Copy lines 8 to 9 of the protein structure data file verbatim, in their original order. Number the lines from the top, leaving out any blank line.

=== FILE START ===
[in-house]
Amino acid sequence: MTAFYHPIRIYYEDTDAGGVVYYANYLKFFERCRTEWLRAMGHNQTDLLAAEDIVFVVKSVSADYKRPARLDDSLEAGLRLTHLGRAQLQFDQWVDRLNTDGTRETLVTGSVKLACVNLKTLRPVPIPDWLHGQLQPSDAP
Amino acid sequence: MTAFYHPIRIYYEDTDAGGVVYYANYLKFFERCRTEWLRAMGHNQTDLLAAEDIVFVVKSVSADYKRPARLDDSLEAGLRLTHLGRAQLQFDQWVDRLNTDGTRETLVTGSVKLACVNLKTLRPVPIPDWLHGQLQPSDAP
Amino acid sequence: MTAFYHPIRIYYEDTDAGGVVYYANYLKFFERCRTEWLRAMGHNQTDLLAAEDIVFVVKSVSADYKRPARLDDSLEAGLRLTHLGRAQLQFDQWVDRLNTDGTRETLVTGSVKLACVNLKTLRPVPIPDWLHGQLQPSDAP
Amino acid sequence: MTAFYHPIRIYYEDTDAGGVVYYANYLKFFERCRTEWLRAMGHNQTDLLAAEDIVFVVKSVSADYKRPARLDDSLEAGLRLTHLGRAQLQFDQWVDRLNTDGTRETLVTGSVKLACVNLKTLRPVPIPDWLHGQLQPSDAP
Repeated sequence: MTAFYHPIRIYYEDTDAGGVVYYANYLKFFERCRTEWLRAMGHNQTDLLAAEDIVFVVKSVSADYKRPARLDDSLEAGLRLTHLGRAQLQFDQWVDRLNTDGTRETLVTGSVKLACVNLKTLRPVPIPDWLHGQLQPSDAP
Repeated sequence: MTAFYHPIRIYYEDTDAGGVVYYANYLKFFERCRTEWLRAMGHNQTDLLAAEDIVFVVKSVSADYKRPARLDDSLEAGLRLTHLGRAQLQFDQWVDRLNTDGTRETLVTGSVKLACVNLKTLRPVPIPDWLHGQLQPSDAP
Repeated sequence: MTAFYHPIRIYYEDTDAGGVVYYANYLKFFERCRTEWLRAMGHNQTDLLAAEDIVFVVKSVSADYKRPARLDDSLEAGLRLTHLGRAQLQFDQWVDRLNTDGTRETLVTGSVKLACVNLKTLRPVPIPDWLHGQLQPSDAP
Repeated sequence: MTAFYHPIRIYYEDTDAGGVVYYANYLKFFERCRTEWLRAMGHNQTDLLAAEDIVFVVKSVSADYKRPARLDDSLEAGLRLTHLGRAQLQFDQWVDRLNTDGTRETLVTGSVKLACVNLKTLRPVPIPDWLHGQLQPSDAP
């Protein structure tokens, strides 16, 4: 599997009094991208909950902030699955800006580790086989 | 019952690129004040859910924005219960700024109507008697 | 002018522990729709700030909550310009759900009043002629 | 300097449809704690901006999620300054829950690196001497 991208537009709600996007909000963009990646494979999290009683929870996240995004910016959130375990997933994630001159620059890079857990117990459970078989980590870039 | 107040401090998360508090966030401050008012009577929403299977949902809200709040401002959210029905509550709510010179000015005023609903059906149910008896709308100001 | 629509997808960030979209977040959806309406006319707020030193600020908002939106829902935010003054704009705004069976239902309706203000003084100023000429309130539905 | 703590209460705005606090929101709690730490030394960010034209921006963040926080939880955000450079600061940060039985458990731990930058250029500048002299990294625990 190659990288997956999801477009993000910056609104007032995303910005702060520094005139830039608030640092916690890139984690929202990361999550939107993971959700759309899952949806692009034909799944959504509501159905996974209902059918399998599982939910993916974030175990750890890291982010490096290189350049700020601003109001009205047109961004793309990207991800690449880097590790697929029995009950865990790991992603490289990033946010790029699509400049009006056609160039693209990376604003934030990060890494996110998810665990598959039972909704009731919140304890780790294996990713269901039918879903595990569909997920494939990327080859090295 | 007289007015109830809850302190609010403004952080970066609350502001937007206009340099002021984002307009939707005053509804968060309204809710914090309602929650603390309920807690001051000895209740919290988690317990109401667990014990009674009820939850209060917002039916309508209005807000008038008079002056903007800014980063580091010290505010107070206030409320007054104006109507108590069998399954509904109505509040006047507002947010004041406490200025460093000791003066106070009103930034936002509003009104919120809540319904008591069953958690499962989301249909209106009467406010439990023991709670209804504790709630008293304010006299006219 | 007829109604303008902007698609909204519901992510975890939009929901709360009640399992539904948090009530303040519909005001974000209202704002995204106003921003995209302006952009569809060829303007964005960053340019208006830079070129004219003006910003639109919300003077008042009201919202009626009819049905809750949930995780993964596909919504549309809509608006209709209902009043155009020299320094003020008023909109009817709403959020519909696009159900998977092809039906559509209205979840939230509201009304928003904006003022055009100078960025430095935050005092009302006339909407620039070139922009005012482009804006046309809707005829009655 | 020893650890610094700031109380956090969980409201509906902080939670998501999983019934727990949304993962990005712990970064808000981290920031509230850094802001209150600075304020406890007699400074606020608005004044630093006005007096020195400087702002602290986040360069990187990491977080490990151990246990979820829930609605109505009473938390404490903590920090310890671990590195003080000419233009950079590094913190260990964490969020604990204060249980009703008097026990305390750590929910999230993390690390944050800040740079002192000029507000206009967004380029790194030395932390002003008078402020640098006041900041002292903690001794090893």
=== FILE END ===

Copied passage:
Repeated sequence: MTAFYHPIRIYYEDTDAGGVVYYANYLKFFERCRTEWLRAMGHNQTDLLAAEDIVFVVKSVSADYKRPARLDDSLEAGLRLTHLGRAQLQFDQWVDRLNTDGTRETLVTGSVKLACVNLKTLRPVPIPDWLHGQLQPSDAP
Repeated sequence: MTAFYHPIRIYYEDTDAGGVVYYANYLKFFERCRTEWLRAMGHNQTDLLAAEDIVFVVKSVSADYKRPARLDDSLEAGLRLTHLGRAQLQFDQWVDRLNTDGTRETLVTGSVKLACVNLKTLRPVPIPDWLHGQLQPSDAP